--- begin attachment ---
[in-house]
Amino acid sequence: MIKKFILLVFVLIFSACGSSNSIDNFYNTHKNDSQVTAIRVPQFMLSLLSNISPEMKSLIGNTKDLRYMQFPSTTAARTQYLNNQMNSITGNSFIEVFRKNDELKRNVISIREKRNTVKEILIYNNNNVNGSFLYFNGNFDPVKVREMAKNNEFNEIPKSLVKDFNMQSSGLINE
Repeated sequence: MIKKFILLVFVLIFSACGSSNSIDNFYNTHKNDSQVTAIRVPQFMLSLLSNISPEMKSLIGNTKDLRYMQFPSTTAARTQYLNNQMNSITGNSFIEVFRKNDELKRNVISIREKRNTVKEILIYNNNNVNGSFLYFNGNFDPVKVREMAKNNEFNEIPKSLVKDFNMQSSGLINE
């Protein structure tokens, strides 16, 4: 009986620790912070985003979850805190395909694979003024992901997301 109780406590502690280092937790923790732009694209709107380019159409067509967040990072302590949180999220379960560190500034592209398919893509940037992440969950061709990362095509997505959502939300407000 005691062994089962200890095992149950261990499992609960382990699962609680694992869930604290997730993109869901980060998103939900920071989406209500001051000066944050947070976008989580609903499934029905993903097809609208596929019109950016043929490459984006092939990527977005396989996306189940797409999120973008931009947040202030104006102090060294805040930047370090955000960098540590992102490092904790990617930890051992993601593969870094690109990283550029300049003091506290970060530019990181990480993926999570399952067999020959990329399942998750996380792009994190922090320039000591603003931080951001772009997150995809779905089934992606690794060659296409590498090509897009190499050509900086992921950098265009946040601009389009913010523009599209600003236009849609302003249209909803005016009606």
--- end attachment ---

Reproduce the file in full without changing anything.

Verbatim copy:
[in-house]
Amino acid sequence: MIKKFILLVFVLIFSACGSSNSIDNFYNTHKNDSQVTAIRVPQFMLSLLSNISPEMKSLIGNTKDLRYMQFPSTTAARTQYLNNQMNSITGNSFIEVFRKNDELKRNVISIREKRNTVKEILIYNNNNVNGSFLYFNGNFDPVKVREMAKNNEFNEIPKSLVKDFNMQSSGLINE
Repeated sequence: MIKKFILLVFVLIFSACGSSNSIDNFYNTHKNDSQVTAIRVPQFMLSLLSNISPEMKSLIGNTKDLRYMQFPSTTAARTQYLNNQMNSITGNSFIEVFRKNDELKRNVISIREKRNTVKEILIYNNNNVNGSFLYFNGNFDPVKVREMAKNNEFNEIPKSLVKDFNMQSSGLINE
């Protein structure tokens, strides 16, 4: 009986620790912070985003979850805190395909694979003024992901997301 109780406590502690280092937790923790732009694209709107380019159409067509967040990072302590949180999220379960560190500034592209398919893509940037992440969950061709990362095509997505959502939300407000 005691062994089962200890095992149950261990499992609960382990699962609680694992869930604290997730993109869901980060998103939900920071989406209500001051000066944050947070976008989580609903499934029905993903097809609208596929019109950016043929490459984006092939990527977005396989996306189940797409999120973008931009947040202030104006102090060294805040930047370090955000960098540590992102490092904790990617930890051992993601593969870094690109990283550029300049003091506290970060530019990181990480993926999570399952067999020959990329399942998750996380792009994190922090320039000591603003931080951001772009997150995809779905089934992606690794060659296409590498090509897009190499050509900086992921950098265009946040601009389009913010523009599209600003236009849609302003249209909803005016009606």